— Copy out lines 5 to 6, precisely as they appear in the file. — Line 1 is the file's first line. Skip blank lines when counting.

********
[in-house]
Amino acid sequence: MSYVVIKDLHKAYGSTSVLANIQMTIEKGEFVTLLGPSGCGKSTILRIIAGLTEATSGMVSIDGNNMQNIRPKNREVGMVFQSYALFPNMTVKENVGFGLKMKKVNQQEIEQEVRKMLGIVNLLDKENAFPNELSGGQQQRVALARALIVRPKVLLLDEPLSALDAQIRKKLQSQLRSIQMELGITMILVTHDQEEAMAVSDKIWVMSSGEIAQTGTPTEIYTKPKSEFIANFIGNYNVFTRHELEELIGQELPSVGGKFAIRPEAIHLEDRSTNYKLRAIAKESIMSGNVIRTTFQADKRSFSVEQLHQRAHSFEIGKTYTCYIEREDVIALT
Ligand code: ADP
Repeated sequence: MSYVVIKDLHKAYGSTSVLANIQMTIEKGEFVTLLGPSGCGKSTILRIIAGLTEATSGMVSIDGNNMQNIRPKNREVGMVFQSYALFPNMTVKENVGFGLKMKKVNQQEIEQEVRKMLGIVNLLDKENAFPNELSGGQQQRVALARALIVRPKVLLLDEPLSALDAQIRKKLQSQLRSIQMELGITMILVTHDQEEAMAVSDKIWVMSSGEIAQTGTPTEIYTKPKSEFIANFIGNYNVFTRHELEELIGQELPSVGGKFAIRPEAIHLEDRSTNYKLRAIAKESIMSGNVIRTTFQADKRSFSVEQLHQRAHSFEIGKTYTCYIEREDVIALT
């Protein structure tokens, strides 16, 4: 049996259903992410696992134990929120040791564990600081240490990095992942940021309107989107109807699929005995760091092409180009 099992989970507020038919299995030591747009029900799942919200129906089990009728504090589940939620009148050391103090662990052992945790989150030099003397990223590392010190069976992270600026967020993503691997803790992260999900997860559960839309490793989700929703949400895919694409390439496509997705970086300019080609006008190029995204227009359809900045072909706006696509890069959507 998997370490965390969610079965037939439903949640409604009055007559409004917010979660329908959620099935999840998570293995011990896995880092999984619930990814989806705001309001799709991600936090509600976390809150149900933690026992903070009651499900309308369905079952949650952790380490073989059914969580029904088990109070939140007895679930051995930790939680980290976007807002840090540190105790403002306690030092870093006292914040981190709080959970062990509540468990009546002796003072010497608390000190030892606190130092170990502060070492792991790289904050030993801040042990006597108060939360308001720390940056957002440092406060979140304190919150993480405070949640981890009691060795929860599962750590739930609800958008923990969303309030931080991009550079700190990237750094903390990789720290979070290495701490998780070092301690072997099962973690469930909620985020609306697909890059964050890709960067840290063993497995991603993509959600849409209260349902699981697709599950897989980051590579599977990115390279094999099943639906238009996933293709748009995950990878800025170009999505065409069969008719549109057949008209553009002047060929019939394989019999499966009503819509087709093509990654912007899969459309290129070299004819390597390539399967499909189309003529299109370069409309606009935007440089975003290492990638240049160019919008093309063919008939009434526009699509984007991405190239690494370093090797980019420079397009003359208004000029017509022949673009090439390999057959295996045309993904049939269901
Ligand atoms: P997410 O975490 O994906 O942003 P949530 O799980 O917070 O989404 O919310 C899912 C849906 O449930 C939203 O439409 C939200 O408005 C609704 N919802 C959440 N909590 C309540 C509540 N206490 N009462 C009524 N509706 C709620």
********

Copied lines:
């Protein structure tokens, strides 16, 4: 049996259903992410696992134990929120040791564990600081240490990095992942940021309107989107109807699929005995760091092409180009 099992989970507020038919299995030591747009029900799942919200129906089990009728504090589940939620009148050391103090662990052992945790989150030099003397990223590392010190069976992270600026967020993503691997803790992260999900997860559960839309490793989700929703949400895919694409390439496509997705970086300019080609006008190029995204227009359809900045072909706006696509890069959507 998997370490965390969610079965037939439903949640409604009055007559409004917010979660329908959620099935999840998570293995011990896995880092999984619930990814989806705001309001799709991600936090509600976390809150149900933690026992903070009651499900309308369905079952949650952790380490073989059914969580029904088990109070939140007895679930051995930790939680980290976007807002840090540190105790403002306690030092870093006292914040981190709080959970062990509540468990009546002796003072010497608390000190030892606190130092170990502060070492792991790289904050030993801040042990006597108060939360308001720390940056957002440092406060979140304190919150993480405070949640981890009691060795929860599962750590739930609800958008923990969303309030931080991009550079700190990237750094903390990789720290979070290495701490998780070092301690072997099962973690469930909620985020609306697909890059964050890709960067840290063993497995991603993509959600849409209260349902699981697709599950897989980051590579599977990115390279094999099943639906238009996933293709748009995950990878800025170009999505065409069969008719549109057949008209553009002047060929019939394989019999499966009503819509087709093509990654912007899969459309290129070299004819390597390539399967499909189309003529299109370069409309606009935007440089975003290492990638240049160019919008093309063919008939009434526009699509984007991405190239690494370093090797980019420079397009003359208004000029017509022949673009090439390999057959295996045309993904049939269901
Ligand atoms: P997410 O975490 O994906 O942003 P949530 O799980 O917070 O989404 O919310 C899912 C849906 O449930 C939203 O439409 C939200 O408005 C609704 N919802 C959440 N909590 C309540 C509540 N206490 N009462 C009524 N509706 C709620």